#6+ - Some advanced users divide the storage device into six or more partitions with a separate mount-point for various parts of the system (like /var/, /tmp/, /boot/, etc...). However, this is usually used on servers.

    At the very least, make two partitions - one for SWAP and another for the system.

    For the rest of the installation process, users may have very few or many questions to answer and settings to set. As long as the user read the documentation, this should be an easy process.

    You may have many other questions that you want answered. Well, many GNU/Linux users will strongly suggest you read the documentation or read forums. Linux.org is a great website for getting help (hmmm, maybe we are a little bias :rolleyes:). The wiki and forum sites specific to your distro or the piece of software in question should provide the help and answers needed. As you continue to read the documentation and use GNU/Linux, you will get closer to becoming a Linux Guru.

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  2. Kovax

    Kovax Member

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    Nicely done
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  3. Neb

    Neb New Member

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    Very nice statement, however, I do have a question about that. What are the benefits of having two swap partitions? And as somewhat a noob, what does the swap space do? What gets stored there?
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  4. Yesyesloud

    Yesyesloud Active Member

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    Oversimplifying: swapping involves writing RAM to disk when the system "feels" it's necessary. When it happens, you can't say it's a very fast process.

    Benefits: SWAP improves system stability, but I don't think it consistently affects resourceful desktops/notebooks. I have run swapless systems flawlessly (6-18GB RAM). Servers and low ram computers can benefit better from SWAP.

    But it's a sensitive topic, take a look at: http://askubuntu.com/questions/184217/why-most-people-recommend-to-reduce-swappiness-to-10-20
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  5. DevynCJohnson

    DevynCJohnson Well-Known Member Staff Member Staff Writer

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    It is like having two paging files. It can help speed up the system. However, I have seen some systems not gain performance with two swap partitions.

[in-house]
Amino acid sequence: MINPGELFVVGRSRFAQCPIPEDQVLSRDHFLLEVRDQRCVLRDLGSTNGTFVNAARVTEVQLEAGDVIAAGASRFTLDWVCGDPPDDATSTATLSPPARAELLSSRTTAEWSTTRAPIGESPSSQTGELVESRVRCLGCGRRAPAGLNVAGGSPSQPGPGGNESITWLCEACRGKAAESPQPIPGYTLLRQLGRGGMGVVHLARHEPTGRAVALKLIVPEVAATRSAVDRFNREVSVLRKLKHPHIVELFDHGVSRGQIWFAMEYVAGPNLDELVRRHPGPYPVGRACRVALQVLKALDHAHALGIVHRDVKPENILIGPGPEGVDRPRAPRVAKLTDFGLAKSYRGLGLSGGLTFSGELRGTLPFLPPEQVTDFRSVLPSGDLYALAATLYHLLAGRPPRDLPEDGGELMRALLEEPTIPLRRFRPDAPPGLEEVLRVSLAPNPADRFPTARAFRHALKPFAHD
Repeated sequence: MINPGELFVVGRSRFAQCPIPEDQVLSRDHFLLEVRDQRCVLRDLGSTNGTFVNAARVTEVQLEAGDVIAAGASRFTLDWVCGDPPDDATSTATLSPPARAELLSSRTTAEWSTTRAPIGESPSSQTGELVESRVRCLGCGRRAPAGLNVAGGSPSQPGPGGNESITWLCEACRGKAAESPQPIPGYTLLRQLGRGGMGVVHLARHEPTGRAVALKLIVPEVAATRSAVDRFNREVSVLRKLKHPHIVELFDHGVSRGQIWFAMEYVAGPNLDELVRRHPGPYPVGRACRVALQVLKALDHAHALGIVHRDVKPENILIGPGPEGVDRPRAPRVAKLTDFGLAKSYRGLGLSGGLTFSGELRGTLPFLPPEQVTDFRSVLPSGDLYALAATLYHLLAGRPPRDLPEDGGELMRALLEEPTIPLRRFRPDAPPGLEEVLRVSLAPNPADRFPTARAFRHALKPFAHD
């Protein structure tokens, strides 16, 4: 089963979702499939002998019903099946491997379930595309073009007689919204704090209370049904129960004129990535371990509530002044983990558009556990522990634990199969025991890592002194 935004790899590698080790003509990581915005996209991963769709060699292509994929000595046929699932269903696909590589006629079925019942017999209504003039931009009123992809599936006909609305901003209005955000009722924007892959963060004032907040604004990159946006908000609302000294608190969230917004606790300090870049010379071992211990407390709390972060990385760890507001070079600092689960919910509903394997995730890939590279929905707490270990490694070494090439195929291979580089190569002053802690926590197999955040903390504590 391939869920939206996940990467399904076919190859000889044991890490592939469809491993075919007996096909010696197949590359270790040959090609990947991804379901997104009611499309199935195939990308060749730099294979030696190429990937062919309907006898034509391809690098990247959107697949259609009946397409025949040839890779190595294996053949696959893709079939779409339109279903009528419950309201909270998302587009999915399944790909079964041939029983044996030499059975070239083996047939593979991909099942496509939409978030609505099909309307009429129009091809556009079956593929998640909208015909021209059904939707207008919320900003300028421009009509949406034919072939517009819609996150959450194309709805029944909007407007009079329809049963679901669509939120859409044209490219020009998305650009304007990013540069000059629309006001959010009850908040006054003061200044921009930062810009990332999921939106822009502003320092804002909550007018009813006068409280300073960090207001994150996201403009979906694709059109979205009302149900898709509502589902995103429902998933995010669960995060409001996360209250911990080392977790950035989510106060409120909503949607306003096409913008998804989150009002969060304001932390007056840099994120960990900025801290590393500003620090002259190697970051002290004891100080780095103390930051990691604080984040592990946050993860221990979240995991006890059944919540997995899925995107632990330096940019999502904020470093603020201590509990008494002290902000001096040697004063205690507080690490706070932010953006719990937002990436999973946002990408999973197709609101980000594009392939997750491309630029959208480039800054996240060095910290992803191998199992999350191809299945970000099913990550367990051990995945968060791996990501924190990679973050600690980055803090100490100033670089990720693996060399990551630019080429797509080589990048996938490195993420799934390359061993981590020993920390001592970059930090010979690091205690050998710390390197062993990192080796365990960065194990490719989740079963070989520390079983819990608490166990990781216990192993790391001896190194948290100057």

6. Pedro Caza

    Pedro Caza New Member

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    Not sure if this is the best thread but I'm busting my brain and wasting my time trying to find a distro that installs easy, automatically handles grub, but allow sme to select a partition to install alongside windows XP. I've used ubuntu 10 for ages but when I upgraded to 12 or later to 14 the desktop goes awol, I guess it's an issue with the graphics card or xorg but I haven't the time to mess about. Then I tried fedora, mint but wouldn't allow me to choose partitions and had to install ubunto 10 again to restore grub, access XP and all. Any suggestions for a quick install would be appreciated. thanks
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  7. DevynCJohnson

    DevynCJohnson Well-Known Member Staff Member Staff Writer

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    Arch or Slackware might allow you to have more control over the installation.
  8. Yesyesloud

    Yesyesloud Active Member

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    Slackware rather than Arch, as you're looking for an easy install.
    Or Manjaro (user-friendly Arch-based).
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  9. Eric Z. Ma

    Eric Z. Ma New Member

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    Fedora allows you to select partitions during installation. There usually is a button there with a name like "customize the partition" or similar. But it may not be the best distro for Linux newbies. Fedora is famous for being cutting edge and at the mean time requires some problem fixing technique. For a newbie, it is better to install a previous version of Fedora (19 for now, 20 is the latest one) and run `yum update` just after the installation. Usually, bugs are fixed and it runs well. After around half a year, upgrade (fedup) to the the next release and it is should be already quite stable.